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Title: Emotion regulation in adolescents : influences of social cognition and object relations : an ERP study
Author: Desiatnikov, Alexander
ISNI:       0000 0004 5364 3384
Awarding Body: UCL (University College London)
Current Institution: University College London (University of London)
Date of Award: 2014
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Aims: The use of emotion regulation strategies can reduce the intensity of negative experiences; event related potentials (ERP) specifically the late positive potential (LPP) is known to be sensitive to this reduction in adults. It is argued that individual differences play an important role in one‘s ability to regulate emotions. The current study aimed to explore neural correlates of emotion regulation in adolescents. The study aimed to replicate previous findings from studies on adult populations, to show that emotion regulation is associated with changes in the amplitude of the late positive potential (LPP) in adolescents. It also aimed to examine neural changes associated with emotion regulation as a function of age and explore age-related differences in the scalp localisation of emotion regulation in adolescents. The study also aimed to explore whether individual differences, specifically the quality of internal representations of relationships, can predict neural activity associated with emotion regulation. Method: Event related potentials (ERP) of 53 adolescents (12 to 17 years old) performing an emotion regulation task were recorded. The social cognition and object relations scale (SCORS; Westen, 1995) was utilised in a narrative interview to obtain data about the quality of mental representations of relationships. Results: The study confirmed that the use of emotion regulation modulated the LPP in adolescence early in the emotion generation process. A relationship between the changes in the LPP and the age of the participants has been established, indicating that emotion regulation became more effortless with age. The study found that the quality of mental representations of relationships was able to significantly predict LPP amplitude related to emotion regulation. Conclusions: The findings suggest that emotion regulation becomes more effortless with age, and that internal representations of relationships are closely implicated in the ability to regulate emotions.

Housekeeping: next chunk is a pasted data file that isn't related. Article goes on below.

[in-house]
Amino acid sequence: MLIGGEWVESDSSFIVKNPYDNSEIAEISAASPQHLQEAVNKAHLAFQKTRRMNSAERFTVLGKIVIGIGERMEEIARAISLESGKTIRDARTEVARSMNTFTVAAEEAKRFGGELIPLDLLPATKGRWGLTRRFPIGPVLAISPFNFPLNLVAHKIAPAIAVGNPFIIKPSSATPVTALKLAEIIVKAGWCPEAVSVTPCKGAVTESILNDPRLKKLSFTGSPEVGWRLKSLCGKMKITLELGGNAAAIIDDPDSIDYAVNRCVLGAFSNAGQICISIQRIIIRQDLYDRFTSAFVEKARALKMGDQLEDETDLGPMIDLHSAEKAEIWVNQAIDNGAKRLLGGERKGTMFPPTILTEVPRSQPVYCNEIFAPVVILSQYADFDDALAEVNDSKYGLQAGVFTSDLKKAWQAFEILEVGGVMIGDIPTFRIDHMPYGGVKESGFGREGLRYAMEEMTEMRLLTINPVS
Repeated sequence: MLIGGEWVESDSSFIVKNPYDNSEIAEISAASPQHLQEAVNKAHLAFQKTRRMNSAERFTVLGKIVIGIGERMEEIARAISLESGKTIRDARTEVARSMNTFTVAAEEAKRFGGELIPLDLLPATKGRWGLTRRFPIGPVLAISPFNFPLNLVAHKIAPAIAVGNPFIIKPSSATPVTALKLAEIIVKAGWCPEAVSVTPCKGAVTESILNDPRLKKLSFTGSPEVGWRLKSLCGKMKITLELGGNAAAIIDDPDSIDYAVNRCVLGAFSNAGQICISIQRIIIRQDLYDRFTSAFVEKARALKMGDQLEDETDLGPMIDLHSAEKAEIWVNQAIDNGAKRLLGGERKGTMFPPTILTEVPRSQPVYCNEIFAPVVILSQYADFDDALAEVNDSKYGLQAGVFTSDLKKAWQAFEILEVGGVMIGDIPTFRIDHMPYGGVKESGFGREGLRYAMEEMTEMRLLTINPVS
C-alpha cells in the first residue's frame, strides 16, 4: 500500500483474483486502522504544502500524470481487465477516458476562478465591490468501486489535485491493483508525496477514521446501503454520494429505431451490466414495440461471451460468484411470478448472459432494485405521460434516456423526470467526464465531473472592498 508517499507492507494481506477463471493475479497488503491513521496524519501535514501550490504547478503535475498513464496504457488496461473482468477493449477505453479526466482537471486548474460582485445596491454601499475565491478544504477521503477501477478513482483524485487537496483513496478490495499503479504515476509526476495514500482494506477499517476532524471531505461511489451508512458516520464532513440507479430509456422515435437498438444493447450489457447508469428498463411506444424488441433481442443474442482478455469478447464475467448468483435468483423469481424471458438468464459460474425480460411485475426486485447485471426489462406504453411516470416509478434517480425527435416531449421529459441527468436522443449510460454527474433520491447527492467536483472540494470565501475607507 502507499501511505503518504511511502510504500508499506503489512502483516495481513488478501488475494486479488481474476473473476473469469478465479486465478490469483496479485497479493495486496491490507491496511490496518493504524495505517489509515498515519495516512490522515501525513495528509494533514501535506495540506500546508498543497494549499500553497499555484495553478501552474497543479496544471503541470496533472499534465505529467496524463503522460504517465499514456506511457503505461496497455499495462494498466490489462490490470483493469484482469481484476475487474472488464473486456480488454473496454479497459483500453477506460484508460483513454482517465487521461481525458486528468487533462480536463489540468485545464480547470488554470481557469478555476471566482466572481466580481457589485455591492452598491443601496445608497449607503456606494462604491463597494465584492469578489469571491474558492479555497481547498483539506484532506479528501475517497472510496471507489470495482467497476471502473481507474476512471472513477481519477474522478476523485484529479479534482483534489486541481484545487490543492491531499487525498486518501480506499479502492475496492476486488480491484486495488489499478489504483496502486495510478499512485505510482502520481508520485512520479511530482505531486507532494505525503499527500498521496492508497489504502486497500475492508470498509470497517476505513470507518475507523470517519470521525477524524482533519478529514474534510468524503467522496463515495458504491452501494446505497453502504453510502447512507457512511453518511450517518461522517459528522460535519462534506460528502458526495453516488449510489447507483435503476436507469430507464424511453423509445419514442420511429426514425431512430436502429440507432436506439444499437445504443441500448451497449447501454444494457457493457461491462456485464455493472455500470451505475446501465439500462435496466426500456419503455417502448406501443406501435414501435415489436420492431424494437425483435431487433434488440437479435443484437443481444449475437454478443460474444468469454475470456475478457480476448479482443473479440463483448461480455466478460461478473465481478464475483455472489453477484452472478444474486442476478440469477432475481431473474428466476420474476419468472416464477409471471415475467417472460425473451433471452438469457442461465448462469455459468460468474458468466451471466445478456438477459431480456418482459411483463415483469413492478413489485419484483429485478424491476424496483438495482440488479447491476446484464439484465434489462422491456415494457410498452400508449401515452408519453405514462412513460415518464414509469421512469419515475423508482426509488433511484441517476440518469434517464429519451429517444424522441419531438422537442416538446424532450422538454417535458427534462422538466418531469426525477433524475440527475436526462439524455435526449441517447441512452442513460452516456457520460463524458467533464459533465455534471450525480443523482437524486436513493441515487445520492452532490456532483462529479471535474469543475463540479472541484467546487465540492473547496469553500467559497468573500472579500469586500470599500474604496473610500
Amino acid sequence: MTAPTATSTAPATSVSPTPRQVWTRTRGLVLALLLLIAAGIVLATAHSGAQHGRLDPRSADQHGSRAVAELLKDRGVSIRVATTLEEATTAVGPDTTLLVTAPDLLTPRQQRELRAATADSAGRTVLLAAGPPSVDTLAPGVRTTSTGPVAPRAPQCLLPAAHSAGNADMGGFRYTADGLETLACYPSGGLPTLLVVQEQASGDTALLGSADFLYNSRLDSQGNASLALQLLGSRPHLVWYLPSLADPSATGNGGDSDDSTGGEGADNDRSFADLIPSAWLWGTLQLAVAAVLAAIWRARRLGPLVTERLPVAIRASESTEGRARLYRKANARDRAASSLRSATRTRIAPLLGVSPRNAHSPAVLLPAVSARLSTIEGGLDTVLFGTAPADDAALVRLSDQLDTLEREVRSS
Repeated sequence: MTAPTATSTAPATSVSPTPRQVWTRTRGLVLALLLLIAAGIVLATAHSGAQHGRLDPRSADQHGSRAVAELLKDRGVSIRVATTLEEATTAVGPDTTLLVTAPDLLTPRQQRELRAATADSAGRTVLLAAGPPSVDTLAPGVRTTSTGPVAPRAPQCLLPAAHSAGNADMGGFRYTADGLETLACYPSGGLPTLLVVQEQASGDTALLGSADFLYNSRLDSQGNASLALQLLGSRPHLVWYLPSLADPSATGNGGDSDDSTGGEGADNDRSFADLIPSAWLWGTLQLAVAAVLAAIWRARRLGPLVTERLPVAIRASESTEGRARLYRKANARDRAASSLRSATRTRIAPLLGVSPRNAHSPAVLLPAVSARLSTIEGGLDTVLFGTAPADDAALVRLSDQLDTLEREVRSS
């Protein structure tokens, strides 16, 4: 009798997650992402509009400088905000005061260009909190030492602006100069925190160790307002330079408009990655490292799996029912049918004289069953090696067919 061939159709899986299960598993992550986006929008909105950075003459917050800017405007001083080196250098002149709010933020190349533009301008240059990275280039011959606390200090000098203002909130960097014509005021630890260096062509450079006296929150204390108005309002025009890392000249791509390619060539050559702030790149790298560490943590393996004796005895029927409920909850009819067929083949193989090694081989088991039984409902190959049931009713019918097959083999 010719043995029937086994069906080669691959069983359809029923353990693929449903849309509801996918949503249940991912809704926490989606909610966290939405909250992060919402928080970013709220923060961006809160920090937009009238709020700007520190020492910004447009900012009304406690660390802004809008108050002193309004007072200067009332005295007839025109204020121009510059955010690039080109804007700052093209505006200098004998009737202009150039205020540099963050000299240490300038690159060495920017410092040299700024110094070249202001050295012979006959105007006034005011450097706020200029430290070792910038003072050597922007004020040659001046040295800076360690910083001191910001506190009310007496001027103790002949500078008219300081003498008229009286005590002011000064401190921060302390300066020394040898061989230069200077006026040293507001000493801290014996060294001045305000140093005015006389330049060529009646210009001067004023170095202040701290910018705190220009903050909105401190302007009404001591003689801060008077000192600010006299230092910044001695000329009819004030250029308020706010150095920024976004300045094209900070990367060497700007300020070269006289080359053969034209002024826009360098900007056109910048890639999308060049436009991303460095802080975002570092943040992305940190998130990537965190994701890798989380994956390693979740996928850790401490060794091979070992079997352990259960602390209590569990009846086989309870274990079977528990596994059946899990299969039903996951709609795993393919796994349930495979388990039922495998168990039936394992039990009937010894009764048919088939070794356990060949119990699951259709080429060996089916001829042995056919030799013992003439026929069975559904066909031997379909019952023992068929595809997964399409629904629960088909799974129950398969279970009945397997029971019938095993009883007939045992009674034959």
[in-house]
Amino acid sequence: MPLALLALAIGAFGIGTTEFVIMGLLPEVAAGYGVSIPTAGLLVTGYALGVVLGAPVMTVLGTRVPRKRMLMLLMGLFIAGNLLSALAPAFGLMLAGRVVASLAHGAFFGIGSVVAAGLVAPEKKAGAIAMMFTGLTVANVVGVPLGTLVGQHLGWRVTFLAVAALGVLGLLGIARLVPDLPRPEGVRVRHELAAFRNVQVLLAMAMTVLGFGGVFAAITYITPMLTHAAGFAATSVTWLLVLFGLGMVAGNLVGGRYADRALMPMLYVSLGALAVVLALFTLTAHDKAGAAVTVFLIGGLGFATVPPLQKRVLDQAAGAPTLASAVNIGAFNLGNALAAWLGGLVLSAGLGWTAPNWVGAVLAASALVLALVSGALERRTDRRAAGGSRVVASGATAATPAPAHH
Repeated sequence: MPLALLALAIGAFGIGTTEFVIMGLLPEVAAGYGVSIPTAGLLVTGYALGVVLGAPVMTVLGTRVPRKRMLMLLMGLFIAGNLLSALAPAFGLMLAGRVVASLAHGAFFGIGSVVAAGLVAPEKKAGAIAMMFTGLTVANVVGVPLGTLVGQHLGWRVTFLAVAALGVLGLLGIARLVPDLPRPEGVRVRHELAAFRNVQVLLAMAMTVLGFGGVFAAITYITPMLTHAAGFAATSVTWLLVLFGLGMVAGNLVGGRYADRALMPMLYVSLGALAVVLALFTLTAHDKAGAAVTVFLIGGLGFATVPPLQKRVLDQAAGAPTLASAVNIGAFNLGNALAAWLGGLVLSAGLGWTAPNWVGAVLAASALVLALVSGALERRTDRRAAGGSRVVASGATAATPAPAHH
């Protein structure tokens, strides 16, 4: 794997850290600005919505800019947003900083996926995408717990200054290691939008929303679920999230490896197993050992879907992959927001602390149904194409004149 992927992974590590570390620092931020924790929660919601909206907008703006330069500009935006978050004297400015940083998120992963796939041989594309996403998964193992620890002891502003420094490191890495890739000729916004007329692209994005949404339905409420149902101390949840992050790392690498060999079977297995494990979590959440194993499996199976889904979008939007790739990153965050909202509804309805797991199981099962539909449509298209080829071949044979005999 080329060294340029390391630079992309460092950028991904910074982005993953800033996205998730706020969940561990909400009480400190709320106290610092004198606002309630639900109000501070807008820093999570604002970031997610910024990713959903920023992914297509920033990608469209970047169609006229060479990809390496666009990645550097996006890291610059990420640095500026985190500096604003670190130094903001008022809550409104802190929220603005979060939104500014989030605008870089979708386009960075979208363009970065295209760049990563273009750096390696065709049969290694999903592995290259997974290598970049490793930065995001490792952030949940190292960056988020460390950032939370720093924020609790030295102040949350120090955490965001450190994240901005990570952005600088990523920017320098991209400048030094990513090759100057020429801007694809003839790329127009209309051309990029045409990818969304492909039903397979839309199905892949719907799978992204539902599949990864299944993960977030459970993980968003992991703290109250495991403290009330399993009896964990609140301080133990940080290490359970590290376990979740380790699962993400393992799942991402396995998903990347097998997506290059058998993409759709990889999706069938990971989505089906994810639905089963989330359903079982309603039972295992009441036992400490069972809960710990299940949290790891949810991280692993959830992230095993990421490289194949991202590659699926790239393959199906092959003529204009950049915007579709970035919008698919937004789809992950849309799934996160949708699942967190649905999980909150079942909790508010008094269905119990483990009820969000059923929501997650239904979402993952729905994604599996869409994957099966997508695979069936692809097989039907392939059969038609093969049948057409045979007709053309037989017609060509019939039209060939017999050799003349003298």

Supervisor: Not available Sponsor: Not available
Qualification Name: Thesis (Ph.D.) Qualification Level: Doctoral
EThOS ID:  DOI: Not available